May 25, 2012

Human rights simply not on song in Azerbaijan

The grand final of the 2012 Eurovision Song Contest will be held in the Azerbaijan capital Baku this weekend amidst international turbulence and condemnation. Scott Barnes reports.

The grand final of the 2012 Eurovision Song Contest will be held in the Azerbaijan capital Baku this weekend amidst international turbulence and condemnation.

President Ilham Aliyev’s authoritarian government has come under the international spotlight, accused by human rights organisations of violently oppressing its citizens. Amnesty reported this month that the Aliyev regime unleashed a violent crackdown on freedom of expression in the lead-up to Eurovision, which hasn’t abated.

Free Trial

Proudly annoying those in power since 2000.

Sign up for a FREE 21-day trial to keep reading and get the best of Crikey straight to your inbox

By starting a free trial, you agree to accept Crikey’s terms and conditions


Leave a comment

2 thoughts on “Human rights simply not on song in Azerbaijan

  1. Blair Martin

    It wouldn’t be Eurovision without at least one political spat! Last year the Belarus singer, Anastasiya Vinnikova (of the lovely schlager-pounding “I Love Belarus”) was pointedly asked in a post-rehearsal press conference about the dictatorial rule of President Aleksandr Lukashenko and her glare at the reporter could be felt back in Minsk!

    This year Armenia, who are still spatting with Azerbaijan over Nagorno-Karabakh, refused to sing from the same song sheet and pulled out (and incurred the wrath of the European Broadcasting Union who run Eurovision).

    During yesterday’s post 2nd semi-final presser, the Swedish entrant, Loreen, was asked about her reported visit to protest groups in Baku and her stated support for a more open society. The MC of the press conference (who is Mr Law and Order personified, last year the Germans had two people to run the press conferences, this year, just one will do thank you and he is in firm command) swiftly tried to shut down the question and responses, much to the howls of protest from everyone else in the packed room.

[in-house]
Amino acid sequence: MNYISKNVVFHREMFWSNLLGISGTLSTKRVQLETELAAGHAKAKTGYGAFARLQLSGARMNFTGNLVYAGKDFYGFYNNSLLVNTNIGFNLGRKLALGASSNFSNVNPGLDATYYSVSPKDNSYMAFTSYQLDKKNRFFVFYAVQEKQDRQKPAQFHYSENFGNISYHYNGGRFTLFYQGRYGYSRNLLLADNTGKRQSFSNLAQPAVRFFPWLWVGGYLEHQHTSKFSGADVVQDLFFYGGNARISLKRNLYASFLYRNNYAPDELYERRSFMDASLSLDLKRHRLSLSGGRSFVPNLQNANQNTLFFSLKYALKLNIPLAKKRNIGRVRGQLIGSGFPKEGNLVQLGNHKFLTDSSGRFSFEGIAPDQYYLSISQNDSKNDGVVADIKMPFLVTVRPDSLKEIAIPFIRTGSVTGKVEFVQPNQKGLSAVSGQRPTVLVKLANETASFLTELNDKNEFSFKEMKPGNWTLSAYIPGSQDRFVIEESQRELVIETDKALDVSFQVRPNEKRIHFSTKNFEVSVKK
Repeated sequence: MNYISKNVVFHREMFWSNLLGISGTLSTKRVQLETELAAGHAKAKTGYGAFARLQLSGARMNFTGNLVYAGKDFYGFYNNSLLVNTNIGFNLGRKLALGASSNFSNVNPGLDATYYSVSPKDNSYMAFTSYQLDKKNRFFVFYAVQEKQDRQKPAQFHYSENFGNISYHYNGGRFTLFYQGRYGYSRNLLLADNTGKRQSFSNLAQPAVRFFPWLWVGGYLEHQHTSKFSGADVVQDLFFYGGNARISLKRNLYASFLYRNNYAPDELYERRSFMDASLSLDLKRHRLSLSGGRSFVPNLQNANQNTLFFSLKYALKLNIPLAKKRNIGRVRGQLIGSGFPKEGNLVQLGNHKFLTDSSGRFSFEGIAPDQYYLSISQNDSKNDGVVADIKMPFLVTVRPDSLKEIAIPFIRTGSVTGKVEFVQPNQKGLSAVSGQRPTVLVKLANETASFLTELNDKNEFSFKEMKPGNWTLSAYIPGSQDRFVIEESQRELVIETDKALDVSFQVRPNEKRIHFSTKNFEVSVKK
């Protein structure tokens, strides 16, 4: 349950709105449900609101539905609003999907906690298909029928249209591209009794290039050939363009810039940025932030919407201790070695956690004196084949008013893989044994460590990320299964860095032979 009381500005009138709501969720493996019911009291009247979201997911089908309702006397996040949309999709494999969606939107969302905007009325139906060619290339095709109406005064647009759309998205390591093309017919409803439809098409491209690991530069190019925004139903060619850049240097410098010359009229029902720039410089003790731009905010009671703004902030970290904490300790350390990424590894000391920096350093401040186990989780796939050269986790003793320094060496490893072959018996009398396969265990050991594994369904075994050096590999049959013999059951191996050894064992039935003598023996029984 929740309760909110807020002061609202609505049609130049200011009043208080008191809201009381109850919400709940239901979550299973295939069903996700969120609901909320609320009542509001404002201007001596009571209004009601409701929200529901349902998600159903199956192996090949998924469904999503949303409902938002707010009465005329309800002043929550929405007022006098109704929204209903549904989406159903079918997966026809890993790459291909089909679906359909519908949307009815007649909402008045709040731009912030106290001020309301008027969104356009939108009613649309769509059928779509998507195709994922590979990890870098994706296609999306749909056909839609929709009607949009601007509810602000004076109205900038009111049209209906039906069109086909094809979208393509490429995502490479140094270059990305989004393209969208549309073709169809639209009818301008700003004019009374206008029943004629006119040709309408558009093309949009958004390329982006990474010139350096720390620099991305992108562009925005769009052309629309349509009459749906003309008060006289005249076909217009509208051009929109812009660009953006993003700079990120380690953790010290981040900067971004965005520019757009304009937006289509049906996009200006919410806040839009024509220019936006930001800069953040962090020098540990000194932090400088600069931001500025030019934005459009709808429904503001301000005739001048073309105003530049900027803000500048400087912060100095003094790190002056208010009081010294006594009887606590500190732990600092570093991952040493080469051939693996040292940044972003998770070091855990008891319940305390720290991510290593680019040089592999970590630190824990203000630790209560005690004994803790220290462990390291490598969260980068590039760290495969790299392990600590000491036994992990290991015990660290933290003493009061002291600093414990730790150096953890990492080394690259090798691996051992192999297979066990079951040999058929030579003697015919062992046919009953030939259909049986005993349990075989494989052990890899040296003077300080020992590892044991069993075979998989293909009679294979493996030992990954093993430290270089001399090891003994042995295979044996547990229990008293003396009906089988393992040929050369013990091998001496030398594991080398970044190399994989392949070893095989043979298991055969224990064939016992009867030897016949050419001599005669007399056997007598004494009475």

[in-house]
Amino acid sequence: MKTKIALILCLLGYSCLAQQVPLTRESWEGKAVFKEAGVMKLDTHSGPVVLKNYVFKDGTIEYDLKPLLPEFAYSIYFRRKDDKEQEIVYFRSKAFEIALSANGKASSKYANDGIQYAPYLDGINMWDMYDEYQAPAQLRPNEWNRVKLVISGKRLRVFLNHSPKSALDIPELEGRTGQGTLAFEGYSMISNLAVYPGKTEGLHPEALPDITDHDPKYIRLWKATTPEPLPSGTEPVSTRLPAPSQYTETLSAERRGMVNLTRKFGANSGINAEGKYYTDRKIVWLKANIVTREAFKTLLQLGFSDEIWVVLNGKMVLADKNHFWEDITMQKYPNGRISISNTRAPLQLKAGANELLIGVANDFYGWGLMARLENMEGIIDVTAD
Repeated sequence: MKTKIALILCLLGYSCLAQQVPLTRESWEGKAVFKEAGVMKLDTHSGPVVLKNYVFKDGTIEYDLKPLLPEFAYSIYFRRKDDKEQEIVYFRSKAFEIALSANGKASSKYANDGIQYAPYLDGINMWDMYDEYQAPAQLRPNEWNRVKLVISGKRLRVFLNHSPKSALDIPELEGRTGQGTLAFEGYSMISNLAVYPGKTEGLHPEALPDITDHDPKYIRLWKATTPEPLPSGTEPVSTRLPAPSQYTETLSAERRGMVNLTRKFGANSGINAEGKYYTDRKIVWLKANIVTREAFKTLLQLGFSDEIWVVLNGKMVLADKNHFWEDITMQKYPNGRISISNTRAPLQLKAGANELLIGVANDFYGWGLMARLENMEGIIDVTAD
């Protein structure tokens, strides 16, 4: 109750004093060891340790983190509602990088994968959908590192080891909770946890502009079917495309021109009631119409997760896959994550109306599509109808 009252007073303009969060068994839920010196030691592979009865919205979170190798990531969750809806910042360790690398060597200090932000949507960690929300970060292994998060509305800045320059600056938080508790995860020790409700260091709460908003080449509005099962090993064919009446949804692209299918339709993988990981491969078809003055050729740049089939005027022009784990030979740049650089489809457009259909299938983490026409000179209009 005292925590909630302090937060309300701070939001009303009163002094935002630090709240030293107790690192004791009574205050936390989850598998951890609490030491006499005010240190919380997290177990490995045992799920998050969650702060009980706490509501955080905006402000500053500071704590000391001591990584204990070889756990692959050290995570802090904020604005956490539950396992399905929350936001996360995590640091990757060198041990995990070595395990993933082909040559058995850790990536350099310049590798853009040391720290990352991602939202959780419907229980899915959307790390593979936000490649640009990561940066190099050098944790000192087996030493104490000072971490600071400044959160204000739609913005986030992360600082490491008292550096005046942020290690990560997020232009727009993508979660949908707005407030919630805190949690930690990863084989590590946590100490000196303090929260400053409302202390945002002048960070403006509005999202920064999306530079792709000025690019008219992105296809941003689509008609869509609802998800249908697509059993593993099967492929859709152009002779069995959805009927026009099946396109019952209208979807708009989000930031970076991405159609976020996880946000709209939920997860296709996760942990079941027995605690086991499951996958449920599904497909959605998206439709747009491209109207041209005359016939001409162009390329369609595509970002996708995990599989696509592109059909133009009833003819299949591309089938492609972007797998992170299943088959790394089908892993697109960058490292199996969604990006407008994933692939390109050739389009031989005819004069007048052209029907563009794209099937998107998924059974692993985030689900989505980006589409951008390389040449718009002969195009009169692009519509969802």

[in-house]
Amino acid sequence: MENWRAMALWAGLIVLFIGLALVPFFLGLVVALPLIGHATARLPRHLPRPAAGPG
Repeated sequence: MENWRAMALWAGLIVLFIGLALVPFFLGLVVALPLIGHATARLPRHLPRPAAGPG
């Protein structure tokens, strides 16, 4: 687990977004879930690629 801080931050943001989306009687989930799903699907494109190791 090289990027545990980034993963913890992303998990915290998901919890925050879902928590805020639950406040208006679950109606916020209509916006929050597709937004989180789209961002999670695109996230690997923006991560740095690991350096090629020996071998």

It was always going to be risky staging a contest like this in a country like Azerbaijan (the questions fired at the hapless winners “Ell & Nikki” last year from journalists about LGBTQI rights in Azerbaijan set the scene particularly for an event which is definitely “gay heaven”), though no less risky than Moscow in 2009 or Belgrade the year before. And the way things are looking at the time of writing, it might be headed back there in 2013, which will be interesting in light of the election of Tomislav Nikolic a hard-right nationalist politician as the new Serbian President, though he apparently wants to shed his more reactionary past & image and be a “good European”, lead his nation and govern for “all the people” (and we know how well that works when politicians say they will govern “for all”, eh, CanDo Newman?).

    Eurovision – the event that is “…football for the people that don’t like football…” is just as political as everything else that involves countries competing against one another.

  2. AR

    A small point – only male-on-male sodomy per se is forbidden in Iran. The old Ayatollah, in his risible Green Book, gave it the OK if the anus was a, female, wife.

Share this article with a friend

Just fill out the fields below and we'll send your friend a link to this article along with a message from you.

Your details

Your friend's details